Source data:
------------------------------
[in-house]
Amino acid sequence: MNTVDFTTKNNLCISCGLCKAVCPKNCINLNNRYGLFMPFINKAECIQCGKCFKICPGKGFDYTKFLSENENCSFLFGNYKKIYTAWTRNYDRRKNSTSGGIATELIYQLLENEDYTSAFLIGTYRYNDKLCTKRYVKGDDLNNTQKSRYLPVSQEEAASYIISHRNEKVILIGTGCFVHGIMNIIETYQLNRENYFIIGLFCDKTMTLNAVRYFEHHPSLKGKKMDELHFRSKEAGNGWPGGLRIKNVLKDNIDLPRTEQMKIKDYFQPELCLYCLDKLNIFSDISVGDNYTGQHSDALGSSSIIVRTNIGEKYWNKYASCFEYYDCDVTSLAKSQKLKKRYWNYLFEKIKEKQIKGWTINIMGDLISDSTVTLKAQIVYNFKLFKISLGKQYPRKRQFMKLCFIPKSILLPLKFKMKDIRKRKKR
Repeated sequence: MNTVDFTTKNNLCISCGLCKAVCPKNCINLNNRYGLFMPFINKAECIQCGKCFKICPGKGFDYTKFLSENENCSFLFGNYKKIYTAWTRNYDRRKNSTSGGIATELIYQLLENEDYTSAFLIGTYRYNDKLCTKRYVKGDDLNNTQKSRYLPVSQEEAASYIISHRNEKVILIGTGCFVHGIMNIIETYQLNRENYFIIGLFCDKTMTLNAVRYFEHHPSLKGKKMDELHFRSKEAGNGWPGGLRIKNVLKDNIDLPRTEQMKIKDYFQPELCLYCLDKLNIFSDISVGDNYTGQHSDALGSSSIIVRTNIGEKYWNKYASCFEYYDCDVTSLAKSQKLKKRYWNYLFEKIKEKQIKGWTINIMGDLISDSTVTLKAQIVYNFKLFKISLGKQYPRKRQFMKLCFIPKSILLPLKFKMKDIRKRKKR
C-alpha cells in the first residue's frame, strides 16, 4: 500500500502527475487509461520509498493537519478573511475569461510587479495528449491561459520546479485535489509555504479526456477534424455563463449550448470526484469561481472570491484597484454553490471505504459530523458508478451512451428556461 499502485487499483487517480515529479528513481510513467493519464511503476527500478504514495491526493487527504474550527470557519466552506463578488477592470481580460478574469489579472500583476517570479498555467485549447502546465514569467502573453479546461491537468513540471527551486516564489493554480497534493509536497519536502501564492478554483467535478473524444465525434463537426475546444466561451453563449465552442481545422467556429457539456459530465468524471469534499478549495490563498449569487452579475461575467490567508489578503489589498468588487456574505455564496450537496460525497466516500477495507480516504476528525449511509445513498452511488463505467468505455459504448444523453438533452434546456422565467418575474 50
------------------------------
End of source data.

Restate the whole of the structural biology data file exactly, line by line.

[in-house]
Amino acid sequence: MNTVDFTTKNNLCISCGLCKAVCPKNCINLNNRYGLFMPFINKAECIQCGKCFKICPGKGFDYTKFLSENENCSFLFGNYKKIYTAWTRNYDRRKNSTSGGIATELIYQLLENEDYTSAFLIGTYRYNDKLCTKRYVKGDDLNNTQKSRYLPVSQEEAASYIISHRNEKVILIGTGCFVHGIMNIIETYQLNRENYFIIGLFCDKTMTLNAVRYFEHHPSLKGKKMDELHFRSKEAGNGWPGGLRIKNVLKDNIDLPRTEQMKIKDYFQPELCLYCLDKLNIFSDISVGDNYTGQHSDALGSSSIIVRTNIGEKYWNKYASCFEYYDCDVTSLAKSQKLKKRYWNYLFEKIKEKQIKGWTINIMGDLISDSTVTLKAQIVYNFKLFKISLGKQYPRKRQFMKLCFIPKSILLPLKFKMKDIRKRKKR
Repeated sequence: MNTVDFTTKNNLCISCGLCKAVCPKNCINLNNRYGLFMPFINKAECIQCGKCFKICPGKGFDYTKFLSENENCSFLFGNYKKIYTAWTRNYDRRKNSTSGGIATELIYQLLENEDYTSAFLIGTYRYNDKLCTKRYVKGDDLNNTQKSRYLPVSQEEAASYIISHRNEKVILIGTGCFVHGIMNIIETYQLNRENYFIIGLFCDKTMTLNAVRYFEHHPSLKGKKMDELHFRSKEAGNGWPGGLRIKNVLKDNIDLPRTEQMKIKDYFQPELCLYCLDKLNIFSDISVGDNYTGQHSDALGSSSIIVRTNIGEKYWNKYASCFEYYDCDVTSLAKSQKLKKRYWNYLFEKIKEKQIKGWTINIMGDLISDSTVTLKAQIVYNFKLFKISLGKQYPRKRQFMKLCFIPKSILLPLKFKMKDIRKRKKR
C-alpha cells in the first residue's frame, strides 16, 4: 500500500502527475487509461520509498493537519478573511475569461510587479495528449491561459520546479485535489509555504479526456477534424455563463449550448470526484469561481472570491484597484454553490471505504459530523458508478451512451428556461 499502485487499483487517480515529479528513481510513467493519464511503476527500478504514495491526493487527504474550527470557519466552506463578488477592470481580460478574469489579472500583476517570479498555467485549447502546465514569467502573453479546461491537468513540471527551486516564489493554480497534493509536497519536502501564492478554483467535478473524444465525434463537426475546444466561451453563449465552442481545422467556429457539456459530465468524471469534499478549495490563498449569487452579475461575467490567508489578503489589498468588487456574505455564496450537496460525497466516500477495507480516504476528525449511509445513498452511488463505467468505455459504448444523453438533452434546456422565467418575474 50